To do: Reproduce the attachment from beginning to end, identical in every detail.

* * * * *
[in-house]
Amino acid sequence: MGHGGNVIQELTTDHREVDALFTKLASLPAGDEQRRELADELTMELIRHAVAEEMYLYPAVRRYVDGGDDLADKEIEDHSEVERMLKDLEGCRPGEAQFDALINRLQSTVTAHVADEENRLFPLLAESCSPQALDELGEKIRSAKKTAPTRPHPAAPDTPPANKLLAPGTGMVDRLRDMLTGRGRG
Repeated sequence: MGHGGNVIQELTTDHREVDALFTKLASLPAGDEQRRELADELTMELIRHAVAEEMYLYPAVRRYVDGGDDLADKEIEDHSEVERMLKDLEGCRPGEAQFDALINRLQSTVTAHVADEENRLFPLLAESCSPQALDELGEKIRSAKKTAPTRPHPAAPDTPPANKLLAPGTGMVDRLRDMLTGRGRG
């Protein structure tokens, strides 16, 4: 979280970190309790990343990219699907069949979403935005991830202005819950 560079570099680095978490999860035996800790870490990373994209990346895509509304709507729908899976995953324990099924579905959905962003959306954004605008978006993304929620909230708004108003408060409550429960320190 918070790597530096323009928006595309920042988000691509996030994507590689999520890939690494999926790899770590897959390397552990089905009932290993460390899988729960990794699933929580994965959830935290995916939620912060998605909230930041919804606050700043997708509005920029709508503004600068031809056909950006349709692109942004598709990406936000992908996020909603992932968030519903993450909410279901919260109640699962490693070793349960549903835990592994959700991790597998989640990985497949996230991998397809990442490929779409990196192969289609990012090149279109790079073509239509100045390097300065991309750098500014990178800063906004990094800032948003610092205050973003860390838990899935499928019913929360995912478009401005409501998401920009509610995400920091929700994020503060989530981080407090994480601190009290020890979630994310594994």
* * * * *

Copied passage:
[in-house]
Amino acid sequence: MGHGGNVIQELTTDHREVDALFTKLASLPAGDEQRRELADELTMELIRHAVAEEMYLYPAVRRYVDGGDDLADKEIEDHSEVERMLKDLEGCRPGEAQFDALINRLQSTVTAHVADEENRLFPLLAESCSPQALDELGEKIRSAKKTAPTRPHPAAPDTPPANKLLAPGTGMVDRLRDMLTGRGRG
Repeated sequence: MGHGGNVIQELTTDHREVDALFTKLASLPAGDEQRRELADELTMELIRHAVAEEMYLYPAVRRYVDGGDDLADKEIEDHSEVERMLKDLEGCRPGEAQFDALINRLQSTVTAHVADEENRLFPLLAESCSPQALDELGEKIRSAKKTAPTRPHPAAPDTPPANKLLAPGTGMVDRLRDMLTGRGRG
């Protein structure tokens, strides 16, 4: 979280970190309790990343990219699907069949979403935005991830202005819950 560079570099680095978490999860035996800790870490990373994209990346895509509304709507729908899976995953324990099924579905959905962003959306954004605008978006993304929620909230708004108003408060409550429960320190 918070790597530096323009928006595309920042988000691509996030994507590689999520890939690494999926790899770590897959390397552990089905009932290993460390899988729960990794699933929580994965959830935290995916939620912060998605909230930041919804606050700043997708509005920029709508503004600068031809056909950006349709692109942004598709990406936000992908996020909603992932968030519903993450909410279901919260109640699962490693070793349960549903835990592994959700991790597998989640990985497949996230991998397809990442490929779409990196192969289609990012090149279109790079073509239509100045390097300065991309750098500014990178800063906004990094800032948003610092205050973003860390838990899935499928019913929360995912478009401005409501998401920009509610995400920091929700994020503060989530981080407090994480601190009290020890979630994310594994």